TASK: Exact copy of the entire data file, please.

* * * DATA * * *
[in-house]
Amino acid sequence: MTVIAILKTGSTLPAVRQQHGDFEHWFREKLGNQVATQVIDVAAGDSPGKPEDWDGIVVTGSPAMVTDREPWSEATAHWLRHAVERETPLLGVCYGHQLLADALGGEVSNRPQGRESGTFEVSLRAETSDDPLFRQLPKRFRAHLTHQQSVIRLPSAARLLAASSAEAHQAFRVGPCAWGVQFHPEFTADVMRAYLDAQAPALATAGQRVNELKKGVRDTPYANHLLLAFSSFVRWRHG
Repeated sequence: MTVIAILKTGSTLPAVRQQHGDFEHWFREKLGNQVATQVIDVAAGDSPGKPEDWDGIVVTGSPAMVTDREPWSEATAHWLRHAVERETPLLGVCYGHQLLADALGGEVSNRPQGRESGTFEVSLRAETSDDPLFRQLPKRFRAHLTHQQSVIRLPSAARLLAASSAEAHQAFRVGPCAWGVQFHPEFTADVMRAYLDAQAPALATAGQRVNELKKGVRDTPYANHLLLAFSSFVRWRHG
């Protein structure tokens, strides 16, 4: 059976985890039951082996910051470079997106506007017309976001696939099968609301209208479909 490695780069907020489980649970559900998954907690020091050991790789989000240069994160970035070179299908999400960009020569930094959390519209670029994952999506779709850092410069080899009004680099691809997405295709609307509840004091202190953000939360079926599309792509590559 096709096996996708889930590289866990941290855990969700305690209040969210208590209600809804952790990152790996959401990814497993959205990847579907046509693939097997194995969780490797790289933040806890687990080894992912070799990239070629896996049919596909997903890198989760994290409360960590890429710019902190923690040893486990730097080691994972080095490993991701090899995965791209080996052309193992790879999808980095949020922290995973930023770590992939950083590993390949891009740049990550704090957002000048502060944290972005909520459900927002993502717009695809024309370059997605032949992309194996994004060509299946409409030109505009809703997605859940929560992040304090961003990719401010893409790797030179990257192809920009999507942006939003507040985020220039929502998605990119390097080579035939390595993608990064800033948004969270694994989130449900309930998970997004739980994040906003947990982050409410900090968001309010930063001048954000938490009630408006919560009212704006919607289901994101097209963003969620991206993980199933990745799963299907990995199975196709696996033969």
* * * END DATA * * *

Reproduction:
[in-house]
Amino acid sequence: MTVIAILKTGSTLPAVRQQHGDFEHWFREKLGNQVATQVIDVAAGDSPGKPEDWDGIVVTGSPAMVTDREPWSEATAHWLRHAVERETPLLGVCYGHQLLADALGGEVSNRPQGRESGTFEVSLRAETSDDPLFRQLPKRFRAHLTHQQSVIRLPSAARLLAASSAEAHQAFRVGPCAWGVQFHPEFTADVMRAYLDAQAPALATAGQRVNELKKGVRDTPYANHLLLAFSSFVRWRHG
Repeated sequence: MTVIAILKTGSTLPAVRQQHGDFEHWFREKLGNQVATQVIDVAAGDSPGKPEDWDGIVVTGSPAMVTDREPWSEATAHWLRHAVERETPLLGVCYGHQLLADALGGEVSNRPQGRESGTFEVSLRAETSDDPLFRQLPKRFRAHLTHQQSVIRLPSAARLLAASSAEAHQAFRVGPCAWGVQFHPEFTADVMRAYLDAQAPALATAGQRVNELKKGVRDTPYANHLLLAFSSFVRWRHG
């Protein structure tokens, strides 16, 4: 059976985890039951082996910051470079997106506007017309976001696939099968609301209208479909 490695780069907020489980649970559900998954907690020091050991790789989000240069994160970035070179299908999400960009020569930094959390519209670029994952999506779709850092410069080899009004680099691809997405295709609307509840004091202190953000939360079926599309792509590559 096709096996996708889930590289866990941290855990969700305690209040969210208590209600809804952790990152790996959401990814497993959205990847579907046509693939097997194995969780490797790289933040806890687990080894992912070799990239070629896996049919596909997903890198989760994290409360960590890429710019902190923690040893486990730097080691994972080095490993991701090899995965791209080996052309193992790879999808980095949020922290995973930023770590992939950083590993390949891009740049990550704090957002000048502060944290972005909520459900927002993502717009695809024309370059997605032949992309194996994004060509299946409409030109505009809703997605859940929560992040304090961003990719401010893409790797030179990257192809920009999507942006939003507040985020220039929502998605990119390097080579035939390595993608990064800033948004969270694994989130449900309930998970997004739980994040906003947990982050409410900090968001309010930063001048954000938490009630408006919560009212704006919607289901994101097209963003969620991206993980199933990745799963299907990995199975196709696996033969």